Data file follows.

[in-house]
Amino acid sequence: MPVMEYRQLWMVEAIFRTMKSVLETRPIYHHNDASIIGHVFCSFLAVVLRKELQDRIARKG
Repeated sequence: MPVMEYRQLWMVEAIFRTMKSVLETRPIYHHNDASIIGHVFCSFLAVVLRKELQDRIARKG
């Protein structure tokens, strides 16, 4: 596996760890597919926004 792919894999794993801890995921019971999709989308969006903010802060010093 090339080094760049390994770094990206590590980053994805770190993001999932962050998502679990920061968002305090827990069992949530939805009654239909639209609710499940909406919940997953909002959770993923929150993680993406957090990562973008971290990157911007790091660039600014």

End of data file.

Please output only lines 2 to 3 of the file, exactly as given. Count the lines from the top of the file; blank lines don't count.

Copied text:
Amino acid sequence: MPVMEYRQLWMVEAIFRTMKSVLETRPIYHHNDASIIGHVFCSFLAVVLRKELQDRIARKG
Repeated sequence: MPVMEYRQLWMVEAIFRTMKSVLETRPIYHHNDASIIGHVFCSFLAVVLRKELQDRIARKG